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Call quality on the Nokia 5230 is outstanding for a bargain-level phone. With T-Mobile service, we never had any problems with dropped calls, faulty connections, or distortion either on the phone (what we heard) or the other end of the line (what our caller heard).
Adding contacts for dialling is also slick and easy, although the Nokia 5230 does not aggregate contacts from multiple social networks (like the Motorola Milestone or Palm Pre, or the upcoming Windows Phone 7 devices).
Nokia does offer a Facebook app for the Nokia 5230 and, really, social networking apps tend to pop up on the phone in unexpected places. For example, when you snap a photo, you can upload it to your Vox.com blog account.
Messaging lives or dies by how well the soft keyboard works on phones without a real QWERTY keyboard, and the Nokia 5230 is definitely alive and kicking by this standard.
The keyboard is responsive and accurate. In fact, we had more problems with accuracy on an HTC Hero than on this phone.
The accelerometer that senses whether you are in horizontal or vertical orientation also worked well – it's important in those times when you really need to type a message in landscape mode with the full soft QWERTY keyboard.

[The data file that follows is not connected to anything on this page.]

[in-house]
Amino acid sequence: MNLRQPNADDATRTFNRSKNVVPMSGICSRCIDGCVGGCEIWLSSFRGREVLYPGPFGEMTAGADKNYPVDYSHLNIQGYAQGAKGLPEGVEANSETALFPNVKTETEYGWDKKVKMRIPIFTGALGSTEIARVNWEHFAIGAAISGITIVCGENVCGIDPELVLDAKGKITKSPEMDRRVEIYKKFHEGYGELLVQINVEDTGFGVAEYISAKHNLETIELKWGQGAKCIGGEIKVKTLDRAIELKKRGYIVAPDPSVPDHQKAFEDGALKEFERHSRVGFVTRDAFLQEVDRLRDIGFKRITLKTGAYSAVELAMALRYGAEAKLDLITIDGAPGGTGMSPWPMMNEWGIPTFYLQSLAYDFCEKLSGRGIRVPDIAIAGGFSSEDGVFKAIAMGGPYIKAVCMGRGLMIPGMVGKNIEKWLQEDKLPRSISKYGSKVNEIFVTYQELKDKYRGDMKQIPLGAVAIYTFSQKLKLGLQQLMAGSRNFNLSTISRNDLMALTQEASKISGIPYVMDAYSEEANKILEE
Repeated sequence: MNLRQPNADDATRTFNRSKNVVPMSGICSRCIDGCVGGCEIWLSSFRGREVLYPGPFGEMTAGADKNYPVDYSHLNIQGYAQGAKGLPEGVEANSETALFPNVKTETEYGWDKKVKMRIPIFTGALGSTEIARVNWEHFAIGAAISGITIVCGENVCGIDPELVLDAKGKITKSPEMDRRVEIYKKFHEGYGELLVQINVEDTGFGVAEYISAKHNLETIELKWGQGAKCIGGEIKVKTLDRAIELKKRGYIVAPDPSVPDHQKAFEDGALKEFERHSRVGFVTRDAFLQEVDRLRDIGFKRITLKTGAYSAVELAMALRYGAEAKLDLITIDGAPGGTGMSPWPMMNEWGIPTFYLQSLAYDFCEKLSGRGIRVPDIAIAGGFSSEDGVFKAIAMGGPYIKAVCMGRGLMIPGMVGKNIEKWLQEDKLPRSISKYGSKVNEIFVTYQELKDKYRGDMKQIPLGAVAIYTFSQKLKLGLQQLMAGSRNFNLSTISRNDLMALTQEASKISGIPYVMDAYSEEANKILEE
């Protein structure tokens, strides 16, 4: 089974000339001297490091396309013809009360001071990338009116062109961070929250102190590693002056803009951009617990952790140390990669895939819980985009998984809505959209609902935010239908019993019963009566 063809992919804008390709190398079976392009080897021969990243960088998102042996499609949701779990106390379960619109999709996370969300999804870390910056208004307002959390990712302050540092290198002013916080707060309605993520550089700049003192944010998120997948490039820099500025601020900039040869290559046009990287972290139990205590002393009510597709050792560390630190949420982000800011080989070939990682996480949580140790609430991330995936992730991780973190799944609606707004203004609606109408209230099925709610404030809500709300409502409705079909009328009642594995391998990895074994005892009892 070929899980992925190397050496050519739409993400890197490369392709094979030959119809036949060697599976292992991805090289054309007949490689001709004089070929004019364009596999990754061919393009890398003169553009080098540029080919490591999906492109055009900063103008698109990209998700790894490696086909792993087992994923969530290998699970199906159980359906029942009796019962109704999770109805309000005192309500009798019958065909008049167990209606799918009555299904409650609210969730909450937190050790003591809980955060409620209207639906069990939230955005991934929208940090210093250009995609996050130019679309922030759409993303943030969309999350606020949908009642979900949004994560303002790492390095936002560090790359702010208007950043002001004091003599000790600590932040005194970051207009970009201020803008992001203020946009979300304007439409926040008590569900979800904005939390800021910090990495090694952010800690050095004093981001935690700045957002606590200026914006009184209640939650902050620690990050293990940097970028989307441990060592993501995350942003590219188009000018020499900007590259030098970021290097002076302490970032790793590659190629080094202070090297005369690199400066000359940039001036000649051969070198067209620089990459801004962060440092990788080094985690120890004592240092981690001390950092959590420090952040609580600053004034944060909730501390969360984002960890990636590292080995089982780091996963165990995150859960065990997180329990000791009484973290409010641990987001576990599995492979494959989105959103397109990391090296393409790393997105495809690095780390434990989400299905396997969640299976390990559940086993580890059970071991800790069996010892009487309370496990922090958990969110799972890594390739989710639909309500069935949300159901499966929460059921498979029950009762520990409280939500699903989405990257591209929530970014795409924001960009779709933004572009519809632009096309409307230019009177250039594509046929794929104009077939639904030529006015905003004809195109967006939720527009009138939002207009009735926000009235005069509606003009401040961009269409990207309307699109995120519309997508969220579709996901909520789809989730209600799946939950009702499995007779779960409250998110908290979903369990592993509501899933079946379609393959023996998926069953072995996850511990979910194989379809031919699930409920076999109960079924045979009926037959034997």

There were a few times when the Nokia 5230 flipped back to horizontal when we nudged it in the wrong direction, something the Nexus One and iPhone rarely do – but a problem that plagues models by HTC.
For the most part, the messaging apps – for texting and email – worked well, but we did notice a slight lag on this phone for basic operations, such as composing a new message.
Once again, the slower-than-average processor is just not fast enough to keep pace with a fast-fingered messaging aficionado.
We decided to test this theory and did a side-by-side comparison between the Nokia 5230 and a Nokia N900 – with its speedy operating system and 600MHz processor. Sure enough, composing an email was much faster on the N900 smartphone.
One complaint here is that the Google Mail client for Symbian did not work correctly on the Nokia 5230 – it seems to assume you have a hardware keyboard and does not bring up the software version correctly.
The simple workaround is to access Gmail from the browser or configure the built-in email client to access your Gmail account.
The lack of Wi-Fi means email attachments take a while to download to your phone, but once they do, we had no problems opening Word documents and viewing photos on the Nokia 5230 – even if we had to wait a few seconds.
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John Brandon has covered gadgets and cars for the past 12 years having published over 12,000 articles and tested nearly 8,000 products. He's nothing if not prolific. Before starting his writing career, he led an Information Design practice at a large consumer electronics retailer in the US. His hobbies include deep sea exploration, complaining about the weather, and engineering a vast multiverse conspiracy.